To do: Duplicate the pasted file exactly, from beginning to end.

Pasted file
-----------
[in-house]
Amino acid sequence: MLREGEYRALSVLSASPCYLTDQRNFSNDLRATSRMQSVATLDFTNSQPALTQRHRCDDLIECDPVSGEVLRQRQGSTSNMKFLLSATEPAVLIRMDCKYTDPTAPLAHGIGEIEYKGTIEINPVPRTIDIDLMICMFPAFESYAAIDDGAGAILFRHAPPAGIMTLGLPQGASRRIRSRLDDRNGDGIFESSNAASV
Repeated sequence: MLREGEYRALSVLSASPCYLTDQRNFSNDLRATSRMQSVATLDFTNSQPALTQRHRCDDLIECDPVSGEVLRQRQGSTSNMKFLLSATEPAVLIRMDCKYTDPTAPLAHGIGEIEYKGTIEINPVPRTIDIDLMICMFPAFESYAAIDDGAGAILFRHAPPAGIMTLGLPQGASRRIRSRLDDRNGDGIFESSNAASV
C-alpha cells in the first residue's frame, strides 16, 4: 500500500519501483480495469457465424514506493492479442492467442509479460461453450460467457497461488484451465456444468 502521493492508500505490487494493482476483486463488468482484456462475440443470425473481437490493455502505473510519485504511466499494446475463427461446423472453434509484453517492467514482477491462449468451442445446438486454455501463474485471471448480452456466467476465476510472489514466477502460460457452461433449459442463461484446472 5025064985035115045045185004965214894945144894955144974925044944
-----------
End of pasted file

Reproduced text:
[in-house]
Amino acid sequence: MLREGEYRALSVLSASPCYLTDQRNFSNDLRATSRMQSVATLDFTNSQPALTQRHRCDDLIECDPVSGEVLRQRQGSTSNMKFLLSATEPAVLIRMDCKYTDPTAPLAHGIGEIEYKGTIEINPVPRTIDIDLMICMFPAFESYAAIDDGAGAILFRHAPPAGIMTLGLPQGASRRIRSRLDDRNGDGIFESSNAASV
Repeated sequence: MLREGEYRALSVLSASPCYLTDQRNFSNDLRATSRMQSVATLDFTNSQPALTQRHRCDDLIECDPVSGEVLRQRQGSTSNMKFLLSATEPAVLIRMDCKYTDPTAPLAHGIGEIEYKGTIEINPVPRTIDIDLMICMFPAFESYAAIDDGAGAILFRHAPPAGIMTLGLPQGASRRIRSRLDDRNGDGIFESSNAASV
C-alpha cells in the first residue's frame, strides 16, 4: 500500500519501483480495469457465424514506493492479442492467442509479460461453450460467457497461488484451465456444468 502521493492508500505490487494493482476483486463488468482484456462475440443470425473481437490493455502505473510519485504511466499494446475463427461446423472453434509484453517492467514482477491462449468451442445446438486454455501463474485471471448480452456466467476465476510472489514466477502460460457452461433449459442463461484446472 5025064985035115045045185004965214894945144894955144974925044944